St. Clair County’s first asbestos trial since plaintiffs’ firms have turned their attention to Madison County’s neighboring jurisdiction is underway in Circuit Judge Vincent Lopinot’s court.
The trial began with a rocky start Monday. According to a courthouse official, jurors were sent to the wrong courtroom Monday. Then on Tuesday, several jurors didn’t show up after being sent an email telling them they didn’t have to come in.
Plaintiffs John and Kaye Vipond filed the lawsuit on July 18, 2016. They allege John Vipond was exposed to asbestos during his service in the U.S. Navy from 1956 to 1961, his employment as a laborer with Hi-Tex Brickyard in Aledo, Ill., in 1961, and as a laborer, welder, assembly line worker, fork truck operator and grinder with International Harvester in East Moline, Ill., from 1962 to 1991.
Vipond developed mesothelioma in June 2016.
Defendant Iowa-Illinois Taylor Insulation, Inc., or IITI, is the only remaining defendant at trial.
Testimony kicked off Friday with a video discovery deposition of James Groves, IITI’s corporate representative.
The defendant objected to the video deposition on Thursday, arguing that Groves will provide an in-person testimony at trial.
“Discovery depositions are not permitted to be used at a trial even if the deponent is unavailable, because that use would inhibit free discovery by requiring time-consuming evidentiary objections at every discovery deposition,” the defendants’ bench memorandum in opposition stated.
IITI, argued that the plaintiff would have an opportunity to “confront and cross-examine” Groves in open court.
“Allowing plaintiff to play the video of Mr. Groves’ discovery deposition and examine him live at trial would be an imbalance to the equities in violation of the law of the case doctrine and would amount to improper bolstering through the admission of cumulative evidence,” the memorandum stated.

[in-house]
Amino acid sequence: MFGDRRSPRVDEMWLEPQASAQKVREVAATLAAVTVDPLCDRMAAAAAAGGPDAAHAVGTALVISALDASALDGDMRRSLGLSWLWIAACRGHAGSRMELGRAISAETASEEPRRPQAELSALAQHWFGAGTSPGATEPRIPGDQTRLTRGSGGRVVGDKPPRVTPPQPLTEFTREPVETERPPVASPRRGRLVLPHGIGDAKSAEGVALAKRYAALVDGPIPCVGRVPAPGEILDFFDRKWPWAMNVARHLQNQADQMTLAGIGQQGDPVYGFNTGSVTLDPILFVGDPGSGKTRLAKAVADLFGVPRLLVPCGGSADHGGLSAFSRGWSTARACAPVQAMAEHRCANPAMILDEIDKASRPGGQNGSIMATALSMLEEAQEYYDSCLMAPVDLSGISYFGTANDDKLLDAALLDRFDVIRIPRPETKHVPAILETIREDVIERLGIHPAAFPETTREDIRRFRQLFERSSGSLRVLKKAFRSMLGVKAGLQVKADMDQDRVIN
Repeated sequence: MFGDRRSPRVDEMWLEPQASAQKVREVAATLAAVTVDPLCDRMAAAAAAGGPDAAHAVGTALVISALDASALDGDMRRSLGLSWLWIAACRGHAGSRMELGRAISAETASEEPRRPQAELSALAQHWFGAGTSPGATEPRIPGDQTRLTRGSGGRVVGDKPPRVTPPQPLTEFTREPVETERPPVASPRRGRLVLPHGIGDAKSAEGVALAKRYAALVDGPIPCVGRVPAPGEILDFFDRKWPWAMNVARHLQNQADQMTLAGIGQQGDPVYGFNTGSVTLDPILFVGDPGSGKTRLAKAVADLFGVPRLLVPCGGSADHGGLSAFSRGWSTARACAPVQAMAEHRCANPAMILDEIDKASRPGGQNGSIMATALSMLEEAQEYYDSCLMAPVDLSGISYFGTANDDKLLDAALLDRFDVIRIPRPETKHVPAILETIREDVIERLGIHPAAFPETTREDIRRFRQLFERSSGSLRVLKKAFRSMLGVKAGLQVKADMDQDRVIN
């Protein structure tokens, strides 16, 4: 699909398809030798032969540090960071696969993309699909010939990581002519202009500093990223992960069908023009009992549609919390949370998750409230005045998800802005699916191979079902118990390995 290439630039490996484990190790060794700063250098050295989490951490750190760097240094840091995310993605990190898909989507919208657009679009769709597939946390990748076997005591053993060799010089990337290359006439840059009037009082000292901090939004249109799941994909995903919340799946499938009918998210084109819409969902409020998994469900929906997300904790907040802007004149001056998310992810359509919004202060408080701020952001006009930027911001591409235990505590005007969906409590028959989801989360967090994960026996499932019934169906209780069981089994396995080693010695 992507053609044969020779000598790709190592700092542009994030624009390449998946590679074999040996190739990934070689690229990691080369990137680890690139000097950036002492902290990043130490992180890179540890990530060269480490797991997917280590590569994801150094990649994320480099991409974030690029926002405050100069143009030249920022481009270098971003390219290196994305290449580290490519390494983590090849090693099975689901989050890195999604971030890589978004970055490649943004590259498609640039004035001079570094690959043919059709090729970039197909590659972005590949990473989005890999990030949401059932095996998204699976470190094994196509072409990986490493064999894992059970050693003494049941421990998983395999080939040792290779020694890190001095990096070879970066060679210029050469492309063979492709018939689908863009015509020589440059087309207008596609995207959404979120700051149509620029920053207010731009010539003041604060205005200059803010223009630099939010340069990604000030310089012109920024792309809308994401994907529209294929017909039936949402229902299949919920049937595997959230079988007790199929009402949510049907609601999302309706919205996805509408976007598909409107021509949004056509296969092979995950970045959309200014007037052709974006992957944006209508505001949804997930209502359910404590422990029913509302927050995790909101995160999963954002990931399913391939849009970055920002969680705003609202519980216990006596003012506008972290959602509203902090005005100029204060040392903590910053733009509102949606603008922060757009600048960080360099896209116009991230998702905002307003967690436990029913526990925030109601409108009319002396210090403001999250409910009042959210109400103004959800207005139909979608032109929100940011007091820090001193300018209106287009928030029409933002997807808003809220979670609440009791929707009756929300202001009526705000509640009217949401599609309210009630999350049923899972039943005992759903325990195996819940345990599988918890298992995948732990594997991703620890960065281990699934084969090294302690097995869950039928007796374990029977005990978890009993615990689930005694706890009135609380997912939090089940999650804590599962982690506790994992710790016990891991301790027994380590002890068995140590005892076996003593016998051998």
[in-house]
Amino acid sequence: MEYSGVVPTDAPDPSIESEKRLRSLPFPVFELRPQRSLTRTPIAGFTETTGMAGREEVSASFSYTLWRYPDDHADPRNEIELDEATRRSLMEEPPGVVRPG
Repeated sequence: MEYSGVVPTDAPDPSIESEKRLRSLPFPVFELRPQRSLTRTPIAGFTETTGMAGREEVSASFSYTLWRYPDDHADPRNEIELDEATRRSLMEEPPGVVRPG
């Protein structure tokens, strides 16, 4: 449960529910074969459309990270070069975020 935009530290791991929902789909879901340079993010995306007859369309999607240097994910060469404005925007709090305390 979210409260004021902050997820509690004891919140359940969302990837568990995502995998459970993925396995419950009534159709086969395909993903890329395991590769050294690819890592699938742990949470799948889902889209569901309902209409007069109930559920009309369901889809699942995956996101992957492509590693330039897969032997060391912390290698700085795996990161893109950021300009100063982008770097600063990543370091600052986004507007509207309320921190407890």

Before Groves’ discovery deposition was played during court, defense attorney Douglas M. Sinars of Sinars Rollins LLC in Chicago renewed his objection, which was noted by Lopinot as a continuous objection.
Groves began working at IITI in 1968 shortly after graduating high school. He was later promoted to vice president in the 1980s before purchasing Midwest Thermal Insulation in 1989.
He explained that IITI was in the business of installing various types of insulation, including asbestos insulation, fiberglass insulation, foam insulations and more. Then in the 1980s, Groves said IITI began removing asbestos for companies.
Groves asked the attorneys deposing him to be specific on the company’s name, explaining that there are several variations of Iowa-Illinois Taylor Insulation and they are not all the same.
During his deposition, Groves grew frustrated when questioned about IITI’s history and practices prior to 1968.
“What’s the play here? It looks like I’m on trial here,” Groves said. “Let’s talk about the case. What does what they did in ’56 and ’63 have to do with the case?”
He added that he was 19 years old when he joined IITI and didn’t look into the company’s “dirty laundry.”
Groves was also questioned about documents that were supposedly lost by the “Patterson Law Firm” before they turned up in a 2009 trial against IITI.
Groves said IITI has a records clerk who keeps track of records, conducts research and requests records and that he did not know whether the lost documents had been found.